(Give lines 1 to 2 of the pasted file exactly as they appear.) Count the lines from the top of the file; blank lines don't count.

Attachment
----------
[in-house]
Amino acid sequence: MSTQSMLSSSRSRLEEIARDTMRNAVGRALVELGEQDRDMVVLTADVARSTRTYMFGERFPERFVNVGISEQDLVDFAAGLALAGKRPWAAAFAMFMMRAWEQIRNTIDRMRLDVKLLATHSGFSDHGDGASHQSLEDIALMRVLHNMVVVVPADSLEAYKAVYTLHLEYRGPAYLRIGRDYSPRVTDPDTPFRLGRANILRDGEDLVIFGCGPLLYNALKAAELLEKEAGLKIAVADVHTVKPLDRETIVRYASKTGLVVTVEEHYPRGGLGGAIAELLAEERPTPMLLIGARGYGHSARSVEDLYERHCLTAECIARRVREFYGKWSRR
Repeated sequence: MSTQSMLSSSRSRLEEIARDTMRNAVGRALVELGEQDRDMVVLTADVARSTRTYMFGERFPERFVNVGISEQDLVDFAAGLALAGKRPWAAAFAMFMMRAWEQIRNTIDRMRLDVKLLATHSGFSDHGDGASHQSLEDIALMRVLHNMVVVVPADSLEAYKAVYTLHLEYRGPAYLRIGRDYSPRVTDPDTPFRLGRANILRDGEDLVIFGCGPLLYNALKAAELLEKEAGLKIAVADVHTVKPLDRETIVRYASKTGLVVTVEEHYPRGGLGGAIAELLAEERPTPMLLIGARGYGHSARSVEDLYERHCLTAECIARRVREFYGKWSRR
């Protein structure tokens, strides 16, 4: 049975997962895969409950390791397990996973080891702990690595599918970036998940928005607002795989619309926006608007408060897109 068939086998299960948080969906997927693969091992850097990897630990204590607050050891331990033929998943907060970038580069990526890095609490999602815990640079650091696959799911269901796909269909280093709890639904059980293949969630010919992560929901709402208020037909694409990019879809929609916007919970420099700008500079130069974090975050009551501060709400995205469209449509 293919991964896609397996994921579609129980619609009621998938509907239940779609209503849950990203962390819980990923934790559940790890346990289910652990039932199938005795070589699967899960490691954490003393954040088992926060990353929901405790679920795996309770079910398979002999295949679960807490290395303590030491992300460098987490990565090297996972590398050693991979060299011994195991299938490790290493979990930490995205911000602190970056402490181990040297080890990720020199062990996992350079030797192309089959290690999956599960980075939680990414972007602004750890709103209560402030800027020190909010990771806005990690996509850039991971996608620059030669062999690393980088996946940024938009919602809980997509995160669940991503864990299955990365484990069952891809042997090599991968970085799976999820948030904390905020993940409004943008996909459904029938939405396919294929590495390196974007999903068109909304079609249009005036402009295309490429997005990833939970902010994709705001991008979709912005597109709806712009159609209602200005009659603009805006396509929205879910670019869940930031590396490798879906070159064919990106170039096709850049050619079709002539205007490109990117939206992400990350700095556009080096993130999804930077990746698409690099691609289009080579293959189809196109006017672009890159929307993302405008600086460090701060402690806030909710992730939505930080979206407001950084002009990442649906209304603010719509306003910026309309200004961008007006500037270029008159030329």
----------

[in-house]
Amino acid sequence: MSTQSMLSSSRSRLEEIARDTMRNAVGRALVELGEQDRDMVVLTADVARSTRTYMFGERFPERFVNVGISEQDLVDFAAGLALAGKRPWAAAFAMFMMRAWEQIRNTIDRMRLDVKLLATHSGFSDHGDGASHQSLEDIALMRVLHNMVVVVPADSLEAYKAVYTLHLEYRGPAYLRIGRDYSPRVTDPDTPFRLGRANILRDGEDLVIFGCGPLLYNALKAAELLEKEAGLKIAVADVHTVKPLDRETIVRYASKTGLVVTVEEHYPRGGLGGAIAELLAEERPTPMLLIGARGYGHSARSVEDLYERHCLTAECIARRVREFYGKWSRR